People are habitual to say no. Don’t hear it at some point in your negotiation let them say early.
Kinds of Yes
Now let’s learn about kinds of yes.
There are three kinds of ‘Yes’.
A counterfeit yes in which your counterpart plans to say no but feel it’s easy to say yes to escape from a conversation.
A confirmation yes is an innocent or a force response. It’s a simple affirmation with no promise to action.
Your goal should be a commitment yes. It’s a real deal. It’s a true agreement that ends with a signature on the contract.
The commitment yes is your end goal. But, the three kinds sound same. So you’ve to train your ears to recognize which one your counterpart is using.
Understanding the right kind of yes helps you to get a signature on your deal.
In every negotiation, the result comes from someone else’s decision. And if you believe you can control other decisions with logic and compromise. You’re wrong. You can’t control other decisions, but you can influence them.
Everyone you meet is direct by two primal urges; the need to feel safe and secure, and the need to feel in control.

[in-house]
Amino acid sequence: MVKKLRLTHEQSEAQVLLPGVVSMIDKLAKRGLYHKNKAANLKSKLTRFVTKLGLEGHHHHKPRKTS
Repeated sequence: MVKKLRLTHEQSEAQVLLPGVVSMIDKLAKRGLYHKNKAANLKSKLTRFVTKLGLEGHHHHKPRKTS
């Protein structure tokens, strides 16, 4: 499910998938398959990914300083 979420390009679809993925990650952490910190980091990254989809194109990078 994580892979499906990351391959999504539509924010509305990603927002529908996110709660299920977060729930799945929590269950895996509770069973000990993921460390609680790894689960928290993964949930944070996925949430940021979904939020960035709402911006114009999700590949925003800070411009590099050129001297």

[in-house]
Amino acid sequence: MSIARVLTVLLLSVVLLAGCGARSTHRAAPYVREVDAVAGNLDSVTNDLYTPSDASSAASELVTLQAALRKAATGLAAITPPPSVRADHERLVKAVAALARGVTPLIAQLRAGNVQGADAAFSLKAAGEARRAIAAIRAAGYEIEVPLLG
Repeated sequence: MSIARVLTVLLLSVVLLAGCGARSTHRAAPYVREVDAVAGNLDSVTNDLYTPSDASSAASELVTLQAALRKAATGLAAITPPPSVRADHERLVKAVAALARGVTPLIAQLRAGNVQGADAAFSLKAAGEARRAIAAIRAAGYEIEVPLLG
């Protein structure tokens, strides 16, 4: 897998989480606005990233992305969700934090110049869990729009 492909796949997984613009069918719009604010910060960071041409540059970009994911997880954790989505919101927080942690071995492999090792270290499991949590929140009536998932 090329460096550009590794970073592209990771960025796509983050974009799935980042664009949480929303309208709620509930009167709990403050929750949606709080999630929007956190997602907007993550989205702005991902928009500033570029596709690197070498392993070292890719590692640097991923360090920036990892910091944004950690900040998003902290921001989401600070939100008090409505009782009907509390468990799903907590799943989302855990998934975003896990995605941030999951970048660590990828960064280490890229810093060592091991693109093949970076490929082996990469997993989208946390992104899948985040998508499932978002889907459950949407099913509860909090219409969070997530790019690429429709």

You can’t logically convince your counterpart that he’s safe and in control. Instead of, getting inside with logic and fake smiles. You can reach there by asking for no.
Saying no gives the feelings of safety security, and in control. You can use questions that prompt no answers. And your counterpart feels that by turning you down he’s proved that he’s in a driver seat.
Despite this, if your counterpart isn’t saying no then you should end the conversation and walk away. Because you’re dealing with people who are confused or having a hidden agenda.
‘No’ opens the discussion. The sooner you force your counterpart to say no the sooner you’ll see options and opportunities that you were blind to see.
No has a lot of skills in it.
- No strengthens the real issue to bring forward.
- No protect people from making weak decisions.
- No helps people to feel safe, secure, and emotionally comfortable.
But, there is a difference between making your counterpart feel he can say no and getting him to say no.
Hiding Deadline can lead you to terrible outcomes
Your counterpart might have hidden needs, desires, and undeveloped notions. Once you understand the unspoken need.
You’ll discover a universe of variables that you can use to change your counterpart’s needs and expectations using fears of deadline and mysterious power of odd numbers.
But you should not compromise. Because splitting the difference can lead to a terrible outcome.
You might be thinking,
What is Splitting the Difference?
Let’s say, I’m selling you an old car in $5,000. but you’re offering me $4,300. So let’s split the difference and make a price in which both agree. That’s is $4,650.
In simple term, it is the average of two amounts.
People drive by fear or desire to avoid pain. Too few are driven by the goal. So don’t settle with less than what you intended. And here is a simple rule, never split the difference.